Zelensky: We don't think the world believes in 'never again' - CNN

"The only belief there is, is belief in ourselves, in our people, belief in our Armed Forces, and the belief that countries are going to support us not just with their words but with their actions."

 Ukraine's President Volodymyr Zelensky addresses the Ukrainian people, as Russia's attack on Ukraine continues, in Kyiv, Ukraine March 28, 2022. (photo credit: Ukrainian Presidential Press Service/Handout via REUTERS)
Ukraine's President Volodymyr Zelensky addresses the Ukrainian people, as Russia's attack on Ukraine continues, in Kyiv, Ukraine March 28, 2022.
(photo credit: Ukrainian Presidential Press Service/Handout via REUTERS)

When asked about international leaders saying "never again" in an interview with CNN's Jake Tapper on Monday, Ukrainian President Vloydymyr Zelensky said that the world's lack of action against Russia shows that there is a lack of conviction behind the saying.

"I don't believe the world, after what we've seen go on in Ukraine. We don't believe the words. After the escalation of Russia, we don't believe our neighbors. We don't believe all of this,"  Zelensky said in English when asked by Tapper what he thought of politicians worldwide saying "never again," given the current conflict in Ukraine. 

"Never again" is a slogan associated with the Holocaust, though the phrase has been used for other political causes. It means that one will never again allow atrocities like the Holocaust to occur.

"The only belief there is, is belief in ourselves, in our people, belief in our Armed Forces, and the belief that countries are going to support us not just with their words but with their actions," he said, switching to Ukrainian. "That's it. Never again. Really, everybody is talking about this and yet, as you can see, not everyone has got the guts."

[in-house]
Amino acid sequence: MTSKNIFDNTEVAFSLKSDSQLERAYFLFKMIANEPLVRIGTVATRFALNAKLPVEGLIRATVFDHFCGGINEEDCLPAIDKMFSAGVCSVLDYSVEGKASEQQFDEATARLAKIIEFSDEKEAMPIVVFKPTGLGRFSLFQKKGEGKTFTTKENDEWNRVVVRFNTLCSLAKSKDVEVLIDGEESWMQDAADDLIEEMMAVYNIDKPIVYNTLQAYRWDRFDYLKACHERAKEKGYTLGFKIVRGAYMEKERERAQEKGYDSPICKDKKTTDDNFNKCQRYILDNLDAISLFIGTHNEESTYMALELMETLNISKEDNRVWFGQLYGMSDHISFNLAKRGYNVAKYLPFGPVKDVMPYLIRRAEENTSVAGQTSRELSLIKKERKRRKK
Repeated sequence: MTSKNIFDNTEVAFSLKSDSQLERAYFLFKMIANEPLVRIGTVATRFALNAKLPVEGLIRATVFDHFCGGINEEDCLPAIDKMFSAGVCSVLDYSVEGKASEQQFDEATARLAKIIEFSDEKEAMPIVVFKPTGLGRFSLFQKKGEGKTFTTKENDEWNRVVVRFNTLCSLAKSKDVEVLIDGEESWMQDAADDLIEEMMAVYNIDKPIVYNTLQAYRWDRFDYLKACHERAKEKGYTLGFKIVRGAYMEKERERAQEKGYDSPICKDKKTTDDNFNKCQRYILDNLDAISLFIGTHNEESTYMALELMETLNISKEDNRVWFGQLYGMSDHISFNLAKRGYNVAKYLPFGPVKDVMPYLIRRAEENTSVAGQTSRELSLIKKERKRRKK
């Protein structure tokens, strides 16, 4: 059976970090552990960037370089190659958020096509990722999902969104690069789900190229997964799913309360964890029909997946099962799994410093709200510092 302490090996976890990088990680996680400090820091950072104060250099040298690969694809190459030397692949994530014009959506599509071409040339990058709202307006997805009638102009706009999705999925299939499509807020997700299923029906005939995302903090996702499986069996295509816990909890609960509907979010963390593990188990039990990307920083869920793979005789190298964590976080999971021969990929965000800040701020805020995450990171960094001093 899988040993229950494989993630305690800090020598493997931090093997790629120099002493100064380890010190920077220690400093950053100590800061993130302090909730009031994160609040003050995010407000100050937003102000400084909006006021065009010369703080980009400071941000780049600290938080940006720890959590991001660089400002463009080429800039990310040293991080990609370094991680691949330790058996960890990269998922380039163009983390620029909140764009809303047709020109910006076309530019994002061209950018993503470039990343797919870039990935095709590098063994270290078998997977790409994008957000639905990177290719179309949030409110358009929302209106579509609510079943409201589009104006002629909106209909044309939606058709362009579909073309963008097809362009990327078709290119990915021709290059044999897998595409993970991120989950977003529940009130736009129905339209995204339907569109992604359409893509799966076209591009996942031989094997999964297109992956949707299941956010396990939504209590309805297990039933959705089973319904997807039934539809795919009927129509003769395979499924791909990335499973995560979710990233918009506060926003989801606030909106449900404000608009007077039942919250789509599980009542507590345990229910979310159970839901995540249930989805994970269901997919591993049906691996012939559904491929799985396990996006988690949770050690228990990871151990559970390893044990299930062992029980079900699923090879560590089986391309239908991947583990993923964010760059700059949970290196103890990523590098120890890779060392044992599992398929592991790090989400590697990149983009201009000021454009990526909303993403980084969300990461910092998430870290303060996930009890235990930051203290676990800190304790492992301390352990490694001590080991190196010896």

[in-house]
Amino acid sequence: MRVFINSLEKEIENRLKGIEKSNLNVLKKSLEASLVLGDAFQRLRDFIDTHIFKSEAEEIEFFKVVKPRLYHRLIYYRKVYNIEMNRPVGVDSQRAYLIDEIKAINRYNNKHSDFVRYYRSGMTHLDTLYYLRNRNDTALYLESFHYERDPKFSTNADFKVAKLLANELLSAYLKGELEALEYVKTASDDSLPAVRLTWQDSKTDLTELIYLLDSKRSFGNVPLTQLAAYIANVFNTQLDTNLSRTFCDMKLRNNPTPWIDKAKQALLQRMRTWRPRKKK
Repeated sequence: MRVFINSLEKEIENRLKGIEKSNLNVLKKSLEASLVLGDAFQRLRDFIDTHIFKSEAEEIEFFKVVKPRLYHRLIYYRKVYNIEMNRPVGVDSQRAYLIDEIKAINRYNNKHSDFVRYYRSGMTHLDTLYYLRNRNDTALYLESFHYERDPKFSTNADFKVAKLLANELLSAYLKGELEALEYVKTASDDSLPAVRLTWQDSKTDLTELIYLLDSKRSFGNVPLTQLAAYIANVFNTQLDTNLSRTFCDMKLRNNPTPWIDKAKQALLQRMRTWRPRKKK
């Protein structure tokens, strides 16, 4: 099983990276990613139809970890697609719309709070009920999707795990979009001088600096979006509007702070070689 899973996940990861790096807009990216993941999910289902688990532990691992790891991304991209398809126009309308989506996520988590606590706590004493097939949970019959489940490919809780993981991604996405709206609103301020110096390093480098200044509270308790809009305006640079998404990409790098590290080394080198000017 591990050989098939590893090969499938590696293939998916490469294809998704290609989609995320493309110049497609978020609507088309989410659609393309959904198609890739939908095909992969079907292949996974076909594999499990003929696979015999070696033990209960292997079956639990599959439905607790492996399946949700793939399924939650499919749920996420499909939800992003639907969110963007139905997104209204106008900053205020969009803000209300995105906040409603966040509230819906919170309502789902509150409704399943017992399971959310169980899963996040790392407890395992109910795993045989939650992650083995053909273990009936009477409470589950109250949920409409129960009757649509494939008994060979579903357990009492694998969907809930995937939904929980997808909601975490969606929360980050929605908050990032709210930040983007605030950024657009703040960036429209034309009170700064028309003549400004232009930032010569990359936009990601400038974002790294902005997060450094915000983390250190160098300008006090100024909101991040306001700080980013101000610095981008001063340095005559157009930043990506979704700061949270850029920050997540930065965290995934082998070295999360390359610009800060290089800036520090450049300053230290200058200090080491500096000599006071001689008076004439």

Last month, the Ukrainian leader previously told the German parliament that the ongoing conflict with Russia has made the known phrase "meaningless."

Zelensky, who is Jewish himself, lost family in the Holocaust. Ukraine claimed in February that the Holocaust memorial site Babyn Yar was hit by Russian strikes in February, though this was later revealed to have been misinformation. The site marks the mass killings of Jews by Nazis in 1941. 

At the time of the alleged strike, the Ukrainian leader tweeted: "what is the point of saying 'never again' for 80 years, if the world stays silent when a bomb drops on the same site of Babyn Yar?"

 VICTIMS OF BABYN YAR are remembered on the 80th anniversary of the massacre, in Kyiv last October. (credit: Anastasia Vlasova/Reuters) VICTIMS OF BABYN YAR are remembered on the 80th anniversary of the massacre, in Kyiv last October. (credit: Anastasia Vlasova/Reuters)

In the CNN interview, Tapper, while noting that Zelensky is not an observant Jew, asked the Ukrainian president if he had a message for Ukrainian Jews and "the message of freedom," in light of the Passover holiday.

"I believe the way we fight for freedom is the most important message," Zelensky responded. "Because you can send a lot of messages with words and they come from different people. But when it comes to action, only a few act on their words, and today I believe Ukrainian people show by their actions that they are fighting and protecting freedom. If our people won't be able to protect freedom in their own country, it will be a signal to all other countries that it is allowed to just come and stab, come and sho,t come and take other people's land."

Ron Kampeas/JTA contributed to this report.